Again grounding ourselves in the basic premises, that neurodegenerative diseases are caused by a combination of oxidative stress and inflammation, we want to find a diet that’s low in free radicals and which is anti-inflammatory. This is actually not hard to do, but it may involve different choices than you’ve been used to. Here are the major steps:
- Reduce your Blood Sugar
- The Right Kinds of Fat
- How you Cook Matters
- The Low-Carb Advantage
- Late Breakfast, Early Dinner
- Revenge of the Lectins
Reduce your Blood Sugar
Regular sugar intake is hazardous to your health. Sugar directly contributes to chronic low-level inflammation. [https://www.ncbi.nlm.nih.gov/pubmed/21677052]. Consequently, if you have any of the diseases where inflammation is a risk factor (including not only Parkinson’s and Alzheimer’s, but also heart disease and cancer), regular consumption of sugar is just a bad idea. (I’d go so far as to say that any consumption of sugar is a bad idea, leading as it does to an immediate inflammatory response, but it’s much worse if you’re getting sugar every day.)
There’s also the impact on your insulin system. Regular spikes of blood sugar often lead to insulin resistance, which is the first step in developing Type 2 Diabetes. This has been strongly correlated with all forms of dementia; a 2016 study concluded that “Individuals with type 2 diabetes are at ∼60% greater risk for the development of dementia compared with those without diabetes.” [https://care.diabetesjournals.org/content/39/2/300]
Insulin resistance that hasn’t yet become full diabetes is also a concern. When our bodies are continuously engaged in raising and lowering blood sugar, an enzyme called “Insulin-Degrading Enzyme” (IDE) is all devoted to breaking down the insulin in your blood. When we take some of the sugar & insulin load off, that same enzyme is effective at breaking down amyloid plaques. “This means that one of the easiest and most effective ways of reducing your risk of Alzheimer’s is to simply stop eating sugar.” – Dave Asprey, Super Human.
Actions you can take:
- Eliminate all regular consumption of sugar – including any corn syrup in sodas.
- Reduce consumption of foods that are naturally high in sugar, such as the sweeter fruits. Bananas, grapes and raisins are loaded with sugar; blueberries, strawberries, and kiwis are much lower.
- Avoid juice – orange juice, apple juice, and even carrot juice, separated from the fiber normally occurring in fruits and vegetables, have a very high sugar impact on the body.
- If you want to keep a little decadence in your life, start investigating natural alternative sweeteners, like erythritol, xylitol, monk fruit, and stevia. Xylitol and certain blends (like Lakanto Monkfruit) are 1:1 replacements for sugar; they look the same, bake the same, and taste the same, except for a slight “cold” sensation (which is strongest with erythritol). Start slow with these guys – depending on the bacteria in your gut, you may have a bit of gas and bloating when you first start using erythritol or xylitol. (I personally love desserts; I make my own sugar-free chocolate often, and recently I made a cheesecake with Lakanto, which was indistinguishable from a normal cheesecake.)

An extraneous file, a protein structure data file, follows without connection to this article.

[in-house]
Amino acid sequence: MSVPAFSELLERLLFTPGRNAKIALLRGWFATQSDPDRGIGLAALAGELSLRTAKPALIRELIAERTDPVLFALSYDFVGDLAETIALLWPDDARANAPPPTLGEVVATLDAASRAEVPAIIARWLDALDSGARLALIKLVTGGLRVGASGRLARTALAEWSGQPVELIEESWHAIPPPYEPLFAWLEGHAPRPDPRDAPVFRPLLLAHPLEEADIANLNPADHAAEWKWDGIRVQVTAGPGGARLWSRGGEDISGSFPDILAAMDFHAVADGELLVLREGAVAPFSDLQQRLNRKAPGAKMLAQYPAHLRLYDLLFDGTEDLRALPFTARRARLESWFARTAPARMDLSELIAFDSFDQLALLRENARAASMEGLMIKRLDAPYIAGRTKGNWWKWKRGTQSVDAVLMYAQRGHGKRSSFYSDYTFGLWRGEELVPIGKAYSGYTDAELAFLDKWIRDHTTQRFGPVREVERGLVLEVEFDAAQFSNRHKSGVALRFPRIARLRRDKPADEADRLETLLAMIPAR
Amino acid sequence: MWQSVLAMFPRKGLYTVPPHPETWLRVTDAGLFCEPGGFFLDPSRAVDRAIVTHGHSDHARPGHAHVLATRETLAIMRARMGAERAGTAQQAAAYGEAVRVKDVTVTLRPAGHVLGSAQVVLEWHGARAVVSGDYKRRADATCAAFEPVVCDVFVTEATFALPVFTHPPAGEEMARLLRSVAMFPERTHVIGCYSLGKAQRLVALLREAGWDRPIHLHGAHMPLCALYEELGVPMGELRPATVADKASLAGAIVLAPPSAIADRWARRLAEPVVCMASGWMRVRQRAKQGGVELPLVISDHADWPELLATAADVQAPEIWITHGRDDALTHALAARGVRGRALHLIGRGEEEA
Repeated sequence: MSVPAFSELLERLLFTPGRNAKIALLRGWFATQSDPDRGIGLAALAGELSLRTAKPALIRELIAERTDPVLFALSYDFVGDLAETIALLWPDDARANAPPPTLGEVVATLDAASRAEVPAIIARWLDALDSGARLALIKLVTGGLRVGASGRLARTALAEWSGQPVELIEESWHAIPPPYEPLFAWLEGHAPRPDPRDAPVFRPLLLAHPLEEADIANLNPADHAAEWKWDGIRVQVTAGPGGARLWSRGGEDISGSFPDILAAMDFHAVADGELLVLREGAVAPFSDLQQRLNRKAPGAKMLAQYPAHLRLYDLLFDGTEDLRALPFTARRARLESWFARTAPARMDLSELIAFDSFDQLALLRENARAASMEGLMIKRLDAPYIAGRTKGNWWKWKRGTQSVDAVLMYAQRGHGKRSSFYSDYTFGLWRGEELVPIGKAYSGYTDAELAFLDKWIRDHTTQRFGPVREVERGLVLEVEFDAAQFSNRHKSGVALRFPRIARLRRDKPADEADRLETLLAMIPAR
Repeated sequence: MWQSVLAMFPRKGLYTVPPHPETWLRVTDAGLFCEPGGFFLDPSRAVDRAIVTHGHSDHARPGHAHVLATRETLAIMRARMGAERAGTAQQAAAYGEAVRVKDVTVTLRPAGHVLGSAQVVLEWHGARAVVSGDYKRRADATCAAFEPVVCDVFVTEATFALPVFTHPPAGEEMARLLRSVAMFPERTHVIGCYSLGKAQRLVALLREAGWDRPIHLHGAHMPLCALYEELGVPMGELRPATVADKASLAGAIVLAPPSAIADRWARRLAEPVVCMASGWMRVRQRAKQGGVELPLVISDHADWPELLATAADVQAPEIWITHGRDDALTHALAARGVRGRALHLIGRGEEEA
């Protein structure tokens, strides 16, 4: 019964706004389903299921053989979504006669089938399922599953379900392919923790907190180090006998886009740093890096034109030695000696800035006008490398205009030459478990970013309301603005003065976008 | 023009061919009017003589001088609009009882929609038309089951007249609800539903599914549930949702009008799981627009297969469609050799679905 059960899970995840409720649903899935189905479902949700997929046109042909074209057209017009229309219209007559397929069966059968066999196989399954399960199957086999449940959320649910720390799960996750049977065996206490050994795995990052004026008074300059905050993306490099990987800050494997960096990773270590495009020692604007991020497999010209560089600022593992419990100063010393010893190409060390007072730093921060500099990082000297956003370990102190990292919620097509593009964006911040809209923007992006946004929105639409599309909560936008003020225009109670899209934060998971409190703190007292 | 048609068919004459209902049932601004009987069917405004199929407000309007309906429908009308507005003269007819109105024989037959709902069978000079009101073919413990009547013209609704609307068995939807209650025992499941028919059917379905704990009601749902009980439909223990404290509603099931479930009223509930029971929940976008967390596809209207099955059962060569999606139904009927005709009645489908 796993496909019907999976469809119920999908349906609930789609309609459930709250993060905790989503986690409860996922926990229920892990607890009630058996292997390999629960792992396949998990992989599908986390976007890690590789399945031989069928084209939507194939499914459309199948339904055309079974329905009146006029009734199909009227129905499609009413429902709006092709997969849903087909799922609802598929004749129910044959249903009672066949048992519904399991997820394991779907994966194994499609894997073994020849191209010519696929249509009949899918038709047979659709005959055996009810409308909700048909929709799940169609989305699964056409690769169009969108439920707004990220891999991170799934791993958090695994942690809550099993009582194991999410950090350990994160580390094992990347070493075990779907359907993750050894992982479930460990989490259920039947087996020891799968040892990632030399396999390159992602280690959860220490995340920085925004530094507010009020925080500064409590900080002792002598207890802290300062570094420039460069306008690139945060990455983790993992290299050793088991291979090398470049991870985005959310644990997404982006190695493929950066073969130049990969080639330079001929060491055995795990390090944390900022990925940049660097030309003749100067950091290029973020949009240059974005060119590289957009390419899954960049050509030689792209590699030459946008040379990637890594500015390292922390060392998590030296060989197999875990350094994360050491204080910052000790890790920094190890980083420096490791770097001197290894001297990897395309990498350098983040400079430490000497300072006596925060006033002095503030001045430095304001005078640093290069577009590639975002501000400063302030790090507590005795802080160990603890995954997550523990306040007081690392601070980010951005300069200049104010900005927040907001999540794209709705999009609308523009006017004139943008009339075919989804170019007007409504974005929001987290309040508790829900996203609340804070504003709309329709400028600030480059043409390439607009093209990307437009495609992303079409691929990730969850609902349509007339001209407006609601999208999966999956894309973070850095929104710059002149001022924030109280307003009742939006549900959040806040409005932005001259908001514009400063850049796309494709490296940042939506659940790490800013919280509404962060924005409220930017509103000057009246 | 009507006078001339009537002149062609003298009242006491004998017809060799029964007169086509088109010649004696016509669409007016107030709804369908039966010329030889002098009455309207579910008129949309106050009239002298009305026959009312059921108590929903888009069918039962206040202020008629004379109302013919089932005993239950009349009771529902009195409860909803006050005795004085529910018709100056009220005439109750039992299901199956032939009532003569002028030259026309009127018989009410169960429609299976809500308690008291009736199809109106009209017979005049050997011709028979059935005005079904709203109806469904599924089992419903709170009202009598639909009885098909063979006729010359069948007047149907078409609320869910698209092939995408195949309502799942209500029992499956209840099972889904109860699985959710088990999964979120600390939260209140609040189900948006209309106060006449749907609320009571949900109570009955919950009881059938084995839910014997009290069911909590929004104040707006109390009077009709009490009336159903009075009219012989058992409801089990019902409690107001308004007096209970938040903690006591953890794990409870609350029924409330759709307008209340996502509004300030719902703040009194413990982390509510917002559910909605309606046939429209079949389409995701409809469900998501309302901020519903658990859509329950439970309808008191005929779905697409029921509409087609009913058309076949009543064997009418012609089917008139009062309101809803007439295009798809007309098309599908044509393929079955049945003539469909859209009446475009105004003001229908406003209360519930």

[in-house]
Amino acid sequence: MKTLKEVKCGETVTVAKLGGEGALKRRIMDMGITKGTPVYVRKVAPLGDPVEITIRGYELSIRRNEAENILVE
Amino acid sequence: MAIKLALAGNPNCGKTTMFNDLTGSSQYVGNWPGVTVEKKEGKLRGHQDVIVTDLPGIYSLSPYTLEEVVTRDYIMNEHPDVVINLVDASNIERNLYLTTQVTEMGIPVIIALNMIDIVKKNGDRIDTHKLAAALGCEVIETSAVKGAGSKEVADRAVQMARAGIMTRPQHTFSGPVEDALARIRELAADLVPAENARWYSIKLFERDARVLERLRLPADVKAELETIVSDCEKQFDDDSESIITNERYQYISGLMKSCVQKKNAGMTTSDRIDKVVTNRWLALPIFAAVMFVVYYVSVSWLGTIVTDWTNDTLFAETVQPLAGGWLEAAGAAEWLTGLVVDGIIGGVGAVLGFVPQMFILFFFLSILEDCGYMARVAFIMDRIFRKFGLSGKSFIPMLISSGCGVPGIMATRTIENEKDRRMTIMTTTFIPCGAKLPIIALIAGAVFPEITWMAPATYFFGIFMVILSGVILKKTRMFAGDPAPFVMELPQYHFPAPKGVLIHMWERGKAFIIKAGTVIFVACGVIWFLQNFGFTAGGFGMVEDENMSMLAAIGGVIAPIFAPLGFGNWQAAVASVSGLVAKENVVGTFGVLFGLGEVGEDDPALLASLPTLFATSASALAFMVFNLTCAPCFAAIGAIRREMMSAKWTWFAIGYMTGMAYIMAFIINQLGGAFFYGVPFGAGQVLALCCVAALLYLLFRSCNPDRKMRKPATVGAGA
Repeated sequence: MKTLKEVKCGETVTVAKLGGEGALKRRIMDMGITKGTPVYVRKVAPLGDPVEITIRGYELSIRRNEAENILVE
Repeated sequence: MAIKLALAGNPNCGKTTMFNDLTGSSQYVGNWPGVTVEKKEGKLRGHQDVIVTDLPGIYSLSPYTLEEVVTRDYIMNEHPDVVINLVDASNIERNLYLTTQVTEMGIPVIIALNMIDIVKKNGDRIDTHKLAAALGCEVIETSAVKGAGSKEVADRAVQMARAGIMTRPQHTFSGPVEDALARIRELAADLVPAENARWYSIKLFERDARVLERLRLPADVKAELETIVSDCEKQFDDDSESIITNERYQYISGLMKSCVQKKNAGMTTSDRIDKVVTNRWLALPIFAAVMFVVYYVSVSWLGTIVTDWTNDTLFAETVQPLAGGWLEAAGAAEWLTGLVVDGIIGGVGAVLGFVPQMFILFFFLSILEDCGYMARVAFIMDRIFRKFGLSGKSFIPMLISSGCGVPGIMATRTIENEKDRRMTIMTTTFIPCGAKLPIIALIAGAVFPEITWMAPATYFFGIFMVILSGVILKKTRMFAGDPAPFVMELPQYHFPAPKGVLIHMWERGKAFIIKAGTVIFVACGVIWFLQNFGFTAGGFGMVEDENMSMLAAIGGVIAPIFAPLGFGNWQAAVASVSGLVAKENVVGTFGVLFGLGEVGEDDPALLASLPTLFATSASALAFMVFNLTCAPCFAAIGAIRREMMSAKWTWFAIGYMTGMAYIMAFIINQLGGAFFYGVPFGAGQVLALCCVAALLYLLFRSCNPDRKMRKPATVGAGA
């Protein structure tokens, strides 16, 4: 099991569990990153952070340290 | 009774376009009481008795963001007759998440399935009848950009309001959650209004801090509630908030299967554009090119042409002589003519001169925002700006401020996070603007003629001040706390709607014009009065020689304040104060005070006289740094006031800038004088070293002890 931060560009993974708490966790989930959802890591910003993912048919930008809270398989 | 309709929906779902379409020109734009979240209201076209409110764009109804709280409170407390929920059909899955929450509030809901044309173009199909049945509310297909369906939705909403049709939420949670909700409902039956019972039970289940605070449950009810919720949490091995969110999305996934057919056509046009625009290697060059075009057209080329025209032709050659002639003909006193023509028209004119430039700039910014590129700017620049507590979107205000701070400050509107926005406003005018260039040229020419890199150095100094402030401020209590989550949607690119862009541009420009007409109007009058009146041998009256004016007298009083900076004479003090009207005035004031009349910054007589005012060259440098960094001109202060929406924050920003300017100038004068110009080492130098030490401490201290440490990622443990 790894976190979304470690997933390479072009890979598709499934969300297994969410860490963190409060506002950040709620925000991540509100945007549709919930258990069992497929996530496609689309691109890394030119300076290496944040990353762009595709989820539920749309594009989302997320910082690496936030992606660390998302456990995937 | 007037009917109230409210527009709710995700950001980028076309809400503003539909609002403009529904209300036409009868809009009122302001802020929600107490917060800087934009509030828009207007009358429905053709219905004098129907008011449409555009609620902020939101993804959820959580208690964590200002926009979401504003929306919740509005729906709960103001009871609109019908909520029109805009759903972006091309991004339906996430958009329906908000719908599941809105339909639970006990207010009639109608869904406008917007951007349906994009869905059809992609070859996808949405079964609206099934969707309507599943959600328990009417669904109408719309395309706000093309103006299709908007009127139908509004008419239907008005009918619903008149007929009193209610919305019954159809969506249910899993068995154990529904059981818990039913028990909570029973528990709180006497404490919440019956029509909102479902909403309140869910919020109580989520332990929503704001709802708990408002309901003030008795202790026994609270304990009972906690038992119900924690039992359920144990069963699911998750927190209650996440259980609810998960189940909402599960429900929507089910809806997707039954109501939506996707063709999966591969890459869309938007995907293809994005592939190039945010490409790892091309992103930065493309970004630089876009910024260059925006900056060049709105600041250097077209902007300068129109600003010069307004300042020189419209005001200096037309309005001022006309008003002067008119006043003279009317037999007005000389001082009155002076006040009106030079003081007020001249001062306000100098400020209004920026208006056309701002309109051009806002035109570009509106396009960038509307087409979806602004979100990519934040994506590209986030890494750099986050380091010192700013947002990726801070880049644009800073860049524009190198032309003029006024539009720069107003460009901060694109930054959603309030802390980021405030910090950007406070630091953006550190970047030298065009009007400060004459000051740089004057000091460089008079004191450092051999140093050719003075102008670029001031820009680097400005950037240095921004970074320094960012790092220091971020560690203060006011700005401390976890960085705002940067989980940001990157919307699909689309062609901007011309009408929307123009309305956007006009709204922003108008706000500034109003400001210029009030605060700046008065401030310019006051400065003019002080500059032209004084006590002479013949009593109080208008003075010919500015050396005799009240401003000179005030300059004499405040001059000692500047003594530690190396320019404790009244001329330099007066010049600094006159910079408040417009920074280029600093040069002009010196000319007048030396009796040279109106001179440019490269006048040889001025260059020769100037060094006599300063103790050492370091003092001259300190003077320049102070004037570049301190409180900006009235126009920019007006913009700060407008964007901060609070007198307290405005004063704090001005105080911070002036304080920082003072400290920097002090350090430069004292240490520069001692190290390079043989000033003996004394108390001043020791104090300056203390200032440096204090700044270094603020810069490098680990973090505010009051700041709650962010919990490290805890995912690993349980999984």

- I do not recommend synthetic sweeteners such as nutrisweet or splenda; some of them have side effects which may actually contribute to neurological disease.
The Right Kinds of Fat
Next, let’s look at fats and oils. Fat gets a bad rap, but it’s a critical nutrient in anyone’s diet. But there are many different fats. Even the old divisions of saturated, polyunsaturated and monounsaturated group many different fats, with different effects, into overly broad categories.
Saturated Fats: There’s a conventional belief embedded in American nutritional and medical guidelines that Saturated Fat is bad for you. However, there are many problems with this conclusion. Most of the studies that link saturated fat with conditions such as heart disease were done in the mid to late 20th century, when much of the saturated fat we consumed was actually “trans fat”, fat that had been industrially modified to go from unsaturated to saturated. (Crisco is a classic example.) These synthetic fats are definitely bad for us and should be avoided; the rest of the saturated fat family has wide range of different effects.
- Coconut Oil and Cocoa Butter seem to be broadly beneficial. In particular, there are refined versions of coconut oil that isolate the “medium-chain triglycerides” found within it; these molecules are particularly useful for human metabolism.
- Fish and animal fats can be healthy, but it depends on the source – animals, like humans, tend to store toxins in their fatty tissues, so it’s very worthwhile to spring for the healthier forms.
- The saturated fats and cholesterol in eggs tend to be very healthy. (It’s important to know that dietary cholesterol, such as that found in eggs, is not associated with higher blood levels of cholesterol.) For extra benefits, try mixing up what kind of eggs you eat: Duck eggs and Quail eggs each have their own beneficial nutrient profiles.
- Dairy fat is a mixed bag – first, because dairy sources can contain both sugar (lactose) and protein (casein) that provoke an inflammatory response in many (but not all) people; and secondarily, because the particular compounds in dairy fat can lead to higher LDL cholesterol in some people.
Industrial “vegetable oils”: There are some foods, like avocado and olive, where oil is highly available. Humans have been pressing olives for oil for millenia, and olive oil is an excellent source of certain monounsaturated fats. Nuts are also great sources. But there are other oils commonly used today that can only be produced by modern industrial presses; these include Canola, corn oil, soybean oil, and cottonseed oil. These oils are “unnatural” for us, in the sense that we haven’t evolved to consume them, and are particularly associated with inflammation.